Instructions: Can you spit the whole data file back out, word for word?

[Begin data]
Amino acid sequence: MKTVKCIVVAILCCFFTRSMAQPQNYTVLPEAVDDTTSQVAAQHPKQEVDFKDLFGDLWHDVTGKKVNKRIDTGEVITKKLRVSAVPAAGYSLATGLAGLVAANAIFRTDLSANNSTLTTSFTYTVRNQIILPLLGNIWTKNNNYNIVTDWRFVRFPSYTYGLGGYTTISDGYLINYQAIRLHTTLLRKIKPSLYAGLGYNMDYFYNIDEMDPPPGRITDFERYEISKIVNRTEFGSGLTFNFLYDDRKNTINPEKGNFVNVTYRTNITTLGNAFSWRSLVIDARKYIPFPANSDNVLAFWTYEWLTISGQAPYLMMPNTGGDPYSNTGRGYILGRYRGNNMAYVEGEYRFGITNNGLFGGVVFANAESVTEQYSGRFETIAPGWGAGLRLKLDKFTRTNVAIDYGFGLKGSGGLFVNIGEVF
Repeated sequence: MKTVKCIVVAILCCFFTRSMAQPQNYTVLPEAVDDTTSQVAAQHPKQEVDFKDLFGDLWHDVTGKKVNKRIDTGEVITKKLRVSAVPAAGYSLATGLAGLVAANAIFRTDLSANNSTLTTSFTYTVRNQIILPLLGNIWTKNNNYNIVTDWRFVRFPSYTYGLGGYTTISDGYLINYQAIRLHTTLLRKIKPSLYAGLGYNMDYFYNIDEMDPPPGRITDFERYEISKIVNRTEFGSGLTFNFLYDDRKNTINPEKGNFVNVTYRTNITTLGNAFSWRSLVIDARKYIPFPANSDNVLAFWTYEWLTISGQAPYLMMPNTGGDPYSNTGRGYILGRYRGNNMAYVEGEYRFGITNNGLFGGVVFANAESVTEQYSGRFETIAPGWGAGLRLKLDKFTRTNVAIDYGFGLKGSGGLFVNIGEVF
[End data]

Amino acid sequence: MKTVKCIVVAILCCFFTRSMAQPQNYTVLPEAVDDTTSQVAAQHPKQEVDFKDLFGDLWHDVTGKKVNKRIDTGEVITKKLRVSAVPAAGYSLATGLAGLVAANAIFRTDLSANNSTLTTSFTYTVRNQIILPLLGNIWTKNNNYNIVTDWRFVRFPSYTYGLGGYTTISDGYLINYQAIRLHTTLLRKIKPSLYAGLGYNMDYFYNIDEMDPPPGRITDFERYEISKIVNRTEFGSGLTFNFLYDDRKNTINPEKGNFVNVTYRTNITTLGNAFSWRSLVIDARKYIPFPANSDNVLAFWTYEWLTISGQAPYLMMPNTGGDPYSNTGRGYILGRYRGNNMAYVEGEYRFGITNNGLFGGVVFANAESVTEQYSGRFETIAPGWGAGLRLKLDKFTRTNVAIDYGFGLKGSGGLFVNIGEVF
Repeated sequence: MKTVKCIVVAILCCFFTRSMAQPQNYTVLPEAVDDTTSQVAAQHPKQEVDFKDLFGDLWHDVTGKKVNKRIDTGEVITKKLRVSAVPAAGYSLATGLAGLVAANAIFRTDLSANNSTLTTSFTYTVRNQIILPLLGNIWTKNNNYNIVTDWRFVRFPSYTYGLGGYTTISDGYLINYQAIRLHTTLLRKIKPSLYAGLGYNMDYFYNIDEMDPPPGRITDFERYEISKIVNRTEFGSGLTFNFLYDDRKNTINPEKGNFVNVTYRTNITTLGNAFSWRSLVIDARKYIPFPANSDNVLAFWTYEWLTISGQAPYLMMPNTGGDPYSNTGRGYILGRYRGNNMAYVEGEYRFGITNNGLFGGVVFANAESVTEQYSGRFETIAPGWGAGLRLKLDKFTRTNVAIDYGFGLKGSGGLFVNIGEVF